What are we reading right now?

Dad is an adventure fan and is enjoying Michael Palin’s Erebus which is about the story of the 19th century ship which met a tragic and mysterious end on Captain Franklin’s fateful expedition to find the ‘North West Passage’ in the Artic. Palin charts the ship’s arduous journeys and the host of characters on board who braved un-chartered waters. Paddy, the history man, is reading an early account of the life of Michael Collins. The book was written in the 1930s by Frank O’Connor and has plenty of colourful anecdotes and memories from Collin’s contemporaries. Rosy was lucky enough to go an amazing trip to Colombia in February, cycling from Bogota to the coast. Everywhere she went, people recommended checking out the Colombian author, Gabriel Garcia Marquez. On returning to home, she has been immersed in Marquez’s One Hundred Years of Solitude. “It’s an intense read that brings you into a vividly imagined world filled with all manner of human vices and virtues.” Rosy has always been the more intellectual sibling and is also working through a copy of Kahil Gibran’s The Prophet and she has taken to looking at this thought provoking collection of poems and even writing a few of the lines down.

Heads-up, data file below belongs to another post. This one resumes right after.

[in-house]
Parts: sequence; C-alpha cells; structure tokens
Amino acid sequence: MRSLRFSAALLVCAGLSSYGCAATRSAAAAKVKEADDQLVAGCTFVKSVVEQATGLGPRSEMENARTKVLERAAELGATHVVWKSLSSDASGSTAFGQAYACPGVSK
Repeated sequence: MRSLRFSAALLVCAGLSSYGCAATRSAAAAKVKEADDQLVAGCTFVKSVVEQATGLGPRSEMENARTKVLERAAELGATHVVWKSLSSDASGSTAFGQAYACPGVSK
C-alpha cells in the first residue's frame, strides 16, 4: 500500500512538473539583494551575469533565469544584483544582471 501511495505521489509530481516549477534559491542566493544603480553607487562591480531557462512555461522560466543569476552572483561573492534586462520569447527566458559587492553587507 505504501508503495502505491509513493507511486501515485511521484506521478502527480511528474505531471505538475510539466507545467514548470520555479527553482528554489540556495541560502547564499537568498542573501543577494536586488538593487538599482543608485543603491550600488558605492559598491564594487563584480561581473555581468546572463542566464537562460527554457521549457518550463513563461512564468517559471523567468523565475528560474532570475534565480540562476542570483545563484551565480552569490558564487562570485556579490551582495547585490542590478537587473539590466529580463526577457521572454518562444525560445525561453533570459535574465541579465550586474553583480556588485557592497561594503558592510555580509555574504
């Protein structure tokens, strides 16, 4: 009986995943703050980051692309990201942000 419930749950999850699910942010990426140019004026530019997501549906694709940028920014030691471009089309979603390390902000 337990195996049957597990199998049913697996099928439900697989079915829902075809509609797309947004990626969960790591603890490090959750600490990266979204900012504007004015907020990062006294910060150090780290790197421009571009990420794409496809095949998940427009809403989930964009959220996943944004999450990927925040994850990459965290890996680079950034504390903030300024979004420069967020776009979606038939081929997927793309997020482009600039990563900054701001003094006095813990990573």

I am reading reading Dictatorland – the men who stole Africa by Paul Kenyon. A fascinating yet disturbing book about life after the colonies – the corruption, greed and global players mixed in with Africa. I have also started Time and how to spend it by James Wallman – in an attempt to get some guidance on how to capture that elusive work/life balance for evermore!

What have we been doing outside work?